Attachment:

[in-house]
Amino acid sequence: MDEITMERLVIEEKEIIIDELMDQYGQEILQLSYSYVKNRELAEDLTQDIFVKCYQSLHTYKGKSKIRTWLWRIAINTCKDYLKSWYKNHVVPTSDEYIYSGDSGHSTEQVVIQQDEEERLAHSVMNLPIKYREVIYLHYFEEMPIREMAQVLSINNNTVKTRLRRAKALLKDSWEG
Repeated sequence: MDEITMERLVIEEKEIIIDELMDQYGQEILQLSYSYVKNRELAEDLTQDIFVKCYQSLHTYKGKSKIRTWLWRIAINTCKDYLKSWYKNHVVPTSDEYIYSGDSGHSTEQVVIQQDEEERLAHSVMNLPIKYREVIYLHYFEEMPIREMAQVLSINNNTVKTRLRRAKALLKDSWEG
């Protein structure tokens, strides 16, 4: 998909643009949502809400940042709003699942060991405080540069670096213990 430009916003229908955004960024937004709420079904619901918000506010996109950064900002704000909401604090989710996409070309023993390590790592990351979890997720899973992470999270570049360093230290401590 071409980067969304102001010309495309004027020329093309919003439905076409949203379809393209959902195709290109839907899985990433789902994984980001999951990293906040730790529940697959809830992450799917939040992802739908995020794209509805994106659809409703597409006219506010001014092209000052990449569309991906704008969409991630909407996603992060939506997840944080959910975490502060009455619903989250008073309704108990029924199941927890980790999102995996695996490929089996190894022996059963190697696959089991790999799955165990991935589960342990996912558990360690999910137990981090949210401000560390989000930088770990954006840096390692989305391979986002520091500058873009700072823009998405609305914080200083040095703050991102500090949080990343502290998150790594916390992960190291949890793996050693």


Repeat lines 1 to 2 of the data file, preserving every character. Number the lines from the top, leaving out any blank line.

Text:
[in-house]
Amino acid sequence: MDEITMERLVIEEKEIIIDELMDQYGQEILQLSYSYVKNRELAEDLTQDIFVKCYQSLHTYKGKSKIRTWLWRIAINTCKDYLKSWYKNHVVPTSDEYIYSGDSGHSTEQVVIQQDEEERLAHSVMNLPIKYREVIYLHYFEEMPIREMAQVLSINNNTVKTRLRRAKALLKDSWEG